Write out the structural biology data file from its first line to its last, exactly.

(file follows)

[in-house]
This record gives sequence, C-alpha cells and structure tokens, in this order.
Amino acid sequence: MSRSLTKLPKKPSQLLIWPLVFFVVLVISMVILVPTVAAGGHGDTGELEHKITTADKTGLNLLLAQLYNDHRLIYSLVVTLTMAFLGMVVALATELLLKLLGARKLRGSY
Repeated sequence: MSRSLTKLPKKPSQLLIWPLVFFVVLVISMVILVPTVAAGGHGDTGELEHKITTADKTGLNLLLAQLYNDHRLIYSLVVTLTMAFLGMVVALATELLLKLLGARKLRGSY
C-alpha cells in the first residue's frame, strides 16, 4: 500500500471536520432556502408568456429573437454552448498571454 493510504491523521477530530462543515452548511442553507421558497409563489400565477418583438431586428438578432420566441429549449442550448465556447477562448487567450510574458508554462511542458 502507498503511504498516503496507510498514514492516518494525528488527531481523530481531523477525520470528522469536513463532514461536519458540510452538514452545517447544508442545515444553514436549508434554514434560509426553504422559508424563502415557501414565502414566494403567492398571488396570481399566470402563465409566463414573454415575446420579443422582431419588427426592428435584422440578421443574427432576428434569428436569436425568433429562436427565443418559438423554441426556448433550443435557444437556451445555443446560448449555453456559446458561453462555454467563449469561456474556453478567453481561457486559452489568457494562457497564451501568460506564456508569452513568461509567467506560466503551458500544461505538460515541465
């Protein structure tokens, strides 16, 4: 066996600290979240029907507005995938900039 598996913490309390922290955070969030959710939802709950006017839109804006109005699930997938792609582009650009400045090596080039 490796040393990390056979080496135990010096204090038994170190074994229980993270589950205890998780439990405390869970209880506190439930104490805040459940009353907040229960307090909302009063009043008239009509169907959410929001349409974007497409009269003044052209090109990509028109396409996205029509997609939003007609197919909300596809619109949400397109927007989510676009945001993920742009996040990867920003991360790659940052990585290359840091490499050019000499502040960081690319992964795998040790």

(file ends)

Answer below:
[in-house]
This record gives sequence, C-alpha cells and structure tokens, in this order.
Amino acid sequence: MSRSLTKLPKKPSQLLIWPLVFFVVLVISMVILVPTVAAGGHGDTGELEHKITTADKTGLNLLLAQLYNDHRLIYSLVVTLTMAFLGMVVALATELLLKLLGARKLRGSY
Repeated sequence: MSRSLTKLPKKPSQLLIWPLVFFVVLVISMVILVPTVAAGGHGDTGELEHKITTADKTGLNLLLAQLYNDHRLIYSLVVTLTMAFLGMVVALATELLLKLLGARKLRGSY
C-alpha cells in the first residue's frame, strides 16, 4: 500500500471536520432556502408568456429573437454552448498571454 493510504491523521477530530462543515452548511442553507421558497409563489400565477418583438431586428438578432420566441429549449442550448465556447477562448487567450510574458508554462511542458 502507498503511504498516503496507510498514514492516518494525528488527531481523530481531523477525520470528522469536513463532514461536519458540510452538514452545517447544508442545515444553514436549508434554514434560509426553504422559508424563502415557501414565502414566494403567492398571488396570481399566470402563465409566463414573454415575446420579443422582431419588427426592428435584422440578421443574427432576428434569428436569436425568433429562436427565443418559438423554441426556448433550443435557444437556451445555443446560448449555453456559446458561453462555454467563449469561456474556453478567453481561457486559452489568457494562457497564451501568460506564456508569452513568461509567467506560466503551458500544461505538460515541465
């Protein structure tokens, strides 16, 4: 066996600290979240029907507005995938900039 598996913490309390922290955070969030959710939802709950006017839109804006109005699930997938792609582009650009400045090596080039 490796040393990390056979080496135990010096204090038994170190074994229980993270589950205890998780439990405390869970209880506190439930104490805040459940009353907040229960307090909302009063009043008239009509169907959410929001349409974007497409009269003044052209090109990509028109396409996205029509997609939003007609197919909300596809619109949400397109927007989510676009945001993920742009996040990867920003991360790659940052990585290359840091490499050019000499502040960081690319992964795998040790």